Research at Winona State University in Minnesota states: “The intent of simulations is to immerse trainees in situations to see their real reactions, and to demonstrate what their subconscious tactical decisions might be if confronted in a similar manner. …increasing the brains’ muscle memory by using simulations, similar to athletes building muscle memory while training for competition. …allowing the trainee to make mistakes, these simulations allow for trainees to experience errors and consequences in a safe environment.

Training with a video of a human character is more effective than training with a computer-generated character because of the realistic nature of the interaction.

This type of learning creates appropriate and necessary memory and trains the most important law enforcement muscle of all — the brain.”

  A Firearms Simulations Study concludes, “…it does appear that students training with a non-recoil handgun achieve statistically similar qualification scores that students training with a live-fire weapon achieve. In addition to the potential cost savings, (non-recoil) handgun training offers several instructional advantages and also provides a safer  environment than live-fire. …several studies seem to indicate that firearm simulation is a viable approach…becoming a valuable tool in both the teaching and learning of psychomotor skills.”

  At SelfDefenseSoftware (developers of iFightBack) our motto is “Practice as if you life depended on it!” We advise that you take advantage of more than one training and practice method.

1) Go to the gun range as often as possible to learn and maintain your muscle memory for:
aiming
breath control
hold control
trigger control
follow-through

2) Dry Fire Practice
3) Mental Rehearsal
4) Interactive Simulation-Based Training. (at your local range or at home with iFightBack (Train your brain for better threat assessment, sight acquisition, shoot / don’t shoot, multiple threats, moving targets, good guy / bad guy determination, and much more.)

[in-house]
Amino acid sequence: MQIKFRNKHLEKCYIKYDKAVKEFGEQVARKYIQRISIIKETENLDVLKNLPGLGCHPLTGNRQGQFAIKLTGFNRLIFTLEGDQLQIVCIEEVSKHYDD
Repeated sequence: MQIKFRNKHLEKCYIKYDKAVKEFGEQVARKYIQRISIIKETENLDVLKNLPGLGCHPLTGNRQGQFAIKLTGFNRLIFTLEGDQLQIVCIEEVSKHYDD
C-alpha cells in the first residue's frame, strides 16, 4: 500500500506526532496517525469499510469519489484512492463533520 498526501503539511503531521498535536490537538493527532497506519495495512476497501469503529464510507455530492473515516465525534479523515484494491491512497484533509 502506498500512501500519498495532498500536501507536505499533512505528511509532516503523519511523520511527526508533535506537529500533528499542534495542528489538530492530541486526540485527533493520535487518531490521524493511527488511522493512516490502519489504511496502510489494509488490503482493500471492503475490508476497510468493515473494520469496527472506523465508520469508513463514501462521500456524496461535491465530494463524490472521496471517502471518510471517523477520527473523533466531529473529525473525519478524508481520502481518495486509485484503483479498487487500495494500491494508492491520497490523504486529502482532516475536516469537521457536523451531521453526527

7 thoughts on “Simulation based firearms training and the benefits for personal and home defense preparedness.”

    1. Take a look at our main web page at http://www.SelfDefenseSoftware. The software by itself is $139.95 and $198.95 bundled with the gun controller. Currently iFightBack software only uses a gun controller as the practice weapon but we are currently working on allowing the use of laser inserts in your own weapon to be used. The gun controller fairly decent look and feel but can be modified to enhance that feel even more. See the help menu off of the main page.

  1. I really like how you talked about learning how to use and keep safe a firearm using different types of training, like simulations. My cousin is looking to get a personal firearm and wants to be trained with it before she purchases one so she is sure she can handle it and keep it safe at her home. Thank you for the information about how there’s an increasing body of evidence to demonstrate that using simulation training can significantly enhance the level of preparedness a gun owner will have to deal with a range of situations.

  2. I like that you pointed out how owning a gun comes with responsibilities. Getting a training from a professional on how to correctly handle them and how to safely use it is important. My granda lives on a farm with my grandma. He is always worried about random people going in and out of their farm since it’s not barricaded. I think it would help his peace of mind if he owns a gun and knows how to use it properly. I’ll be sure to recommend that he goes to training to get the proper license in handling a gun.

    1. You are correct. That is one of my pet peeves. Too many people buy a gun and bring it home and think that they are now protected. Like anything that is complicated or dangerous you have to train on how to use it properly and SAFELY. Training, however, is also perishable. If you don’t keep it up you lose it. You should practice at least every month or two to keep the muscle memory fresh.

  3. This was an interesting read and I had no idea that these kinds of firearm trainings were being done. Still I believe that it can help with defending your home and yourself. After all, you never have to fire the weapon, but it can still help to know how.

    1. Thank you. Plus we are in the process of updating the software to be full mode interactive video with laser cartridges. This would offer the full range of training with your own weapon in your own home or office.